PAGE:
In honor of my youngest brother’s birthday yesterday, here is the second part of an appreciation of my brothers. If you missed part one back in March, you can catch up on my thoughts about my middle brother, Lee, here.

Lyle Elrod Wallace joined our family January 13, 1981, disrupting the roles and responsibilities each of us understood. Lee went from being the baby to the middle son, and I went from carefree older brother to frequent caregiver and babysitter. His birth came with complications, but not long after, he was thriving and playing his part as the baby absorbing all of the attention.

three brothers on the porch. Lyle Wallace. Lance Wallace. Lee Wallace.
Can you guess who’s oldest? Lyle, Lance and Lee, slightly out of age order.

Dad often resorted to a rhyme when introducing us for the first time, particularly to older people, who visited the church — “We’ve got Lance with the ants, Lee with the fleas and Lyle with the smile.” Maw Maw, my mother’s mother, frequently told people without apology, “Lyle is the best behaved and best looking of the bunch.” The baby of the family always comes out on top in familial comparisons.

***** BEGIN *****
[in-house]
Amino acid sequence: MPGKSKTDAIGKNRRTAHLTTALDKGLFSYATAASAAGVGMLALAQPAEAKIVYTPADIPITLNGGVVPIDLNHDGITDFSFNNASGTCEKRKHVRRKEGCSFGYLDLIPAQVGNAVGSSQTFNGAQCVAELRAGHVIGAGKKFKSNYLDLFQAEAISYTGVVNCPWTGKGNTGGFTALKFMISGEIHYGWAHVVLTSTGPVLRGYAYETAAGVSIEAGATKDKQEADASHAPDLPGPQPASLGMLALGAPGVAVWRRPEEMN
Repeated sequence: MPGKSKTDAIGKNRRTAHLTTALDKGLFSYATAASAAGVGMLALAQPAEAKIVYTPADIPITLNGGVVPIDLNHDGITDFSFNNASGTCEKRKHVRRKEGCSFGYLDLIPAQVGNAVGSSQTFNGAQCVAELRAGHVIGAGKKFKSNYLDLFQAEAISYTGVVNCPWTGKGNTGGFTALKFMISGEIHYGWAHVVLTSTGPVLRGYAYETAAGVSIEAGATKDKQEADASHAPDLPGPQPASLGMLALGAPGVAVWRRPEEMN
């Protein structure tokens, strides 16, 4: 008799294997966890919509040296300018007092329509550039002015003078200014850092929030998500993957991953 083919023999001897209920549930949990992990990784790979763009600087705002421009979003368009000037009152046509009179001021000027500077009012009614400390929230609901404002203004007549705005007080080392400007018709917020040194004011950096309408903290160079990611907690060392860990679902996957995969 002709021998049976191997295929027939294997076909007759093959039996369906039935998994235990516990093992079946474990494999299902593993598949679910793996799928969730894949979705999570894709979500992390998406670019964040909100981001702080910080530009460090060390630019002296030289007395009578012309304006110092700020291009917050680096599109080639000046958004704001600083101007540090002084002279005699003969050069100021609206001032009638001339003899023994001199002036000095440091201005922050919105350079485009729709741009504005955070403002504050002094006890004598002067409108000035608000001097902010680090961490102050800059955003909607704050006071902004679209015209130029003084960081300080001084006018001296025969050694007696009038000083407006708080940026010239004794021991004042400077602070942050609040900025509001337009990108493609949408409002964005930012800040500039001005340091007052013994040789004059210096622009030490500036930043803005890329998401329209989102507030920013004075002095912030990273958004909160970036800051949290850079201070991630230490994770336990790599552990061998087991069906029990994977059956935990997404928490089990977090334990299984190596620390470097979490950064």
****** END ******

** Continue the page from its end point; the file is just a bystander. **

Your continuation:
By the time he became aware of social hierarchies, Lyle understood that our household was divided into two classes: royalty and the serfs. He, of course, was royalty, and Lee and I were the serving class known as “the brothers.” When chores were handed out, he just assumed they were meant for “the brothers” and did not apply to him. He calculated, correctly, that if he just waited, the compulsion that had become ingrained in Lee and me to accomplish assigned tasks would take over, and we would do the chores without him lifting a finger.

This may have caused resentment at the time, but it didn’t last. Maybe it was that smile. Or maybe it was his low-key, cool personality. Whatever tools and tricks he employed, I liked that he rolled with punches and took life as it came to him. He didn’t seem to get worked up about anything.